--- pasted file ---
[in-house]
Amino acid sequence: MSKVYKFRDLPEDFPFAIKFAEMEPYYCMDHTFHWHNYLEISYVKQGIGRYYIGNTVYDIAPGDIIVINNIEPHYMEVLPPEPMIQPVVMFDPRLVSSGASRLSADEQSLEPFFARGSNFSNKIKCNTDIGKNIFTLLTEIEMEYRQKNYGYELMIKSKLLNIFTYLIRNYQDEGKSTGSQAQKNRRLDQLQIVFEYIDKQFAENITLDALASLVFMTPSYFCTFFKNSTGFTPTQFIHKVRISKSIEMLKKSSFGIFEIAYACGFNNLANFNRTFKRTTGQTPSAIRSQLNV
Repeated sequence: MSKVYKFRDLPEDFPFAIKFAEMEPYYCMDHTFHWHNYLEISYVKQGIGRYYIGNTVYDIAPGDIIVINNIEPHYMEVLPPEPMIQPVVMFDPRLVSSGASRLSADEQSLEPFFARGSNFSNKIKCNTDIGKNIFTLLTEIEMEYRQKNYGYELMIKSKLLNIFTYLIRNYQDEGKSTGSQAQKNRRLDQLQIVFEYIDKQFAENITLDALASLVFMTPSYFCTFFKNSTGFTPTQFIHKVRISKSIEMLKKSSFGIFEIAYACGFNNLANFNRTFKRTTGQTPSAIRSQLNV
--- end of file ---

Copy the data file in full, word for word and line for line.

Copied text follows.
[in-house]
Amino acid sequence: MSKVYKFRDLPEDFPFAIKFAEMEPYYCMDHTFHWHNYLEISYVKQGIGRYYIGNTVYDIAPGDIIVINNIEPHYMEVLPPEPMIQPVVMFDPRLVSSGASRLSADEQSLEPFFARGSNFSNKIKCNTDIGKNIFTLLTEIEMEYRQKNYGYELMIKSKLLNIFTYLIRNYQDEGKSTGSQAQKNRRLDQLQIVFEYIDKQFAENITLDALASLVFMTPSYFCTFFKNSTGFTPTQFIHKVRISKSIEMLKKSSFGIFEIAYACGFNNLANFNRTFKRTTGQTPSAIRSQLNV
Repeated sequence: MSKVYKFRDLPEDFPFAIKFAEMEPYYCMDHTFHWHNYLEISYVKQGIGRYYIGNTVYDIAPGDIIVINNIEPHYMEVLPPEPMIQPVVMFDPRLVSSGASRLSADEQSLEPFFARGSNFSNKIKCNTDIGKNIFTLLTEIEMEYRQKNYGYELMIKSKLLNIFTYLIRNYQDEGKSTGSQAQKNRRLDQLQIVFEYIDKQFAENITLDALASLVFMTPSYFCTFFKNSTGFTPTQFIHKVRISKSIEMLKKSSFGIFEIAYACGFNNLANFNRTFKRTTGQTPSAIRSQLNV